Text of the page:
Many people are afraid to add God or faith to their lives, because people are already busy and overworked. They don’t need to add more functions, more things they need to do, to their lives. But what if growing in your faith and in your sense of calling in life doesn’t add more things to your life, but instead adds more value to what you’re already doing? In other words, what if faith and God allow you to see that every day, anywhere, anytime, you’re not just cutting stone, earning a paycheck, trying to be somebody, but you are co-creating with God a more trustworthy world? One that nurtures and protects life? You’re building a cathedral.

Many people think that including God in your life means going to church. So if you want God in your life, you better add church to your life. But what do the commandments say? Love God, love neighbor. And where does that happen? Only when you go to church? Of course not! In life. Out there. In our homes, at work, at school, at play.

Your first and most important neighbors are your own family members. They are a special calling. That’s why I showed the Simpson’s at the watering hole together earlier. But let’s get real. (pic #11) Here is a  picture of little David Zachary Burrack, born to our members, Kristina and Adam (pic #12). No neighbor is more important to them than David, so doing all they can do to create a trustworthy world filled with love and not shame is imperative for them. That means changing David’s diaper is an act of love and it is the Lord’s work! Luther was emphatic about that, by the way.

Luther taught that each of us are called to vocations, stations in life where we spend a lot of time. And in each of these stations, God is at work with us and through us creating a more trustworthy world. As mothers and fathers, grandmothers and grandfathers, aunts and uncles, brothers and sisters. As neighbors, friends, co-workers, and practitioners of whatever we do for a living. And as members of this faith community, we, too, share in the work to help David Zachary’s life flourish. Our baptismal vows will seal that when the time comes.

My favorite scene in the movie, “Nobody’s Fool,” starring Paul Newman, is to the point. He plays the role of Sully, who is kind of independent and rogue, who has alienated himself from his son, his grandson, and his best friend. Sully learns throughout the movie though that those people in fact need him, that he can make a meaningful difference in their lives. At the pivotal point in the story, a younger woman who has fallen for Sully wants to run off together with him, but he can’t. As she tears up, understanding the importance of what he’s saying, he says, “I just learned that I’m somebody’s father, somebody’s grandfather, and somebody’s friend.” He has realized that he is a stone cutter who is making cathedrals.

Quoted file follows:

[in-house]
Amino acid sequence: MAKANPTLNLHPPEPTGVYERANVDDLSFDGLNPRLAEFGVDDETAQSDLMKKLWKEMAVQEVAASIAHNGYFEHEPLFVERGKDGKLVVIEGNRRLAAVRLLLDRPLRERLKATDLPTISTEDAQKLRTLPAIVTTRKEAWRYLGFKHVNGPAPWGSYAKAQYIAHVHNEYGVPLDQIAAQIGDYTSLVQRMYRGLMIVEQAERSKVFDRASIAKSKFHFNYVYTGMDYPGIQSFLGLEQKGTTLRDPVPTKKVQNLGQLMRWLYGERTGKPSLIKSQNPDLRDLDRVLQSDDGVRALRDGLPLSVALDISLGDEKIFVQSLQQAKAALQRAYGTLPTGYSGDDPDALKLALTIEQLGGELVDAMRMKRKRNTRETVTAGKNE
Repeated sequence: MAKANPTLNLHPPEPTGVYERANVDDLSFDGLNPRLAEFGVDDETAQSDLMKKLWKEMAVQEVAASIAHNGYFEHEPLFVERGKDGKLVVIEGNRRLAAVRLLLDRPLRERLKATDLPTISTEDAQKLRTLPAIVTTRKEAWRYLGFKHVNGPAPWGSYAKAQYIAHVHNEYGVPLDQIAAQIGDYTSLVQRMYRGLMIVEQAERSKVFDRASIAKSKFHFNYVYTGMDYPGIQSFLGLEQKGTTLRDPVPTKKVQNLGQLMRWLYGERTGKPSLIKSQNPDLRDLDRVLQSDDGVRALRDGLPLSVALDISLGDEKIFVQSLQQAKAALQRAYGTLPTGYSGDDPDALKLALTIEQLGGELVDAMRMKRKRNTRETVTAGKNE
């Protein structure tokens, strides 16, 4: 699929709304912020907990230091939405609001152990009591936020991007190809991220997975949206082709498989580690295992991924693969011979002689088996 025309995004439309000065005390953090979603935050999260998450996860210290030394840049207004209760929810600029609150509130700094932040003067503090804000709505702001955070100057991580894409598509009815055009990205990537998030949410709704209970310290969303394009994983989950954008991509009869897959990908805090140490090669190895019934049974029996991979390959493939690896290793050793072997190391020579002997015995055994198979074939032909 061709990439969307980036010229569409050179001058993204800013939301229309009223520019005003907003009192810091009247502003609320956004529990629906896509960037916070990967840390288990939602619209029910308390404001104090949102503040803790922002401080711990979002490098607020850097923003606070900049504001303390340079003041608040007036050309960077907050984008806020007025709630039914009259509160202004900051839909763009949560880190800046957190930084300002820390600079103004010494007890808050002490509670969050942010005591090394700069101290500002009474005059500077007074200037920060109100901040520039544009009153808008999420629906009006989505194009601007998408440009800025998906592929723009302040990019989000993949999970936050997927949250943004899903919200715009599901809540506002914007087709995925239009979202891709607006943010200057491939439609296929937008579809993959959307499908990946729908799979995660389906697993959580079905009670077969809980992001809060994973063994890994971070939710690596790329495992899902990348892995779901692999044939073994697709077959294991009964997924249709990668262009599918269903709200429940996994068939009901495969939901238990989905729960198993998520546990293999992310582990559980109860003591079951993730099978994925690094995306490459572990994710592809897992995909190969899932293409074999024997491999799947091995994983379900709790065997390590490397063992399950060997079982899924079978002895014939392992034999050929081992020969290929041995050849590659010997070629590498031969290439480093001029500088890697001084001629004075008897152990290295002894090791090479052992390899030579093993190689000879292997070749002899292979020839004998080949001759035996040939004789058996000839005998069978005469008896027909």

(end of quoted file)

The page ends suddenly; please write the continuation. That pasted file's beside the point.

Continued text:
But loving your neighbor also means neighbors who are not quite family and friends, but maybe they’re quite close, nonetheless. What does it mean to help the lives of our friends at Casa flourish? What does it mean if one of them is going to be deported – one of their members who was welcomed here as an act of faith? What if some of Casa’s youth are DACA kids? If we are co-creators with God of a more trustworthy world, what role can we play, then, with these brothers and sisters in Christ whom God has sent to us? 800 Christian churches in America are sanctuary churches because they have a calling to their neighbors.

It is a distinctly Lutheran idea that we have been set free by a loving God, set free to love our neighbor. We are set free from our fatal preoccupation with ourselves so that we can be present with our neighbor. It is immensely important to gather here each week to be reminded that life is so much more than a paycheck or personal accomplishment. It’s being a part of the movement of God in the world. And in our freedom, we realize that we’re not supposed to do everything, but that God calls us to do certain things, and let other things go. With God, maybe our “to do” lists will get shorter and we’ll be able to say “no” more often.

As a faith community, our central task moving forward is learning how to let God lead us. How are our gifts as a congregation, and our setting right here on St Anthony Parkway, to be used to help our neighbors flourish?

One of our faith practices to cultivate is dwelling in the world – not Word, but world. Dwelling with our neighbors to look for God’s presence there. To listen to our neighbors that we might know what it means to love them. So go from this place today, knowing you have been set free and sent to be stonecutters, co-creating with God a more life-giving world! Amen.

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Pastor John is Mt. Carmel’s Senior Pastor.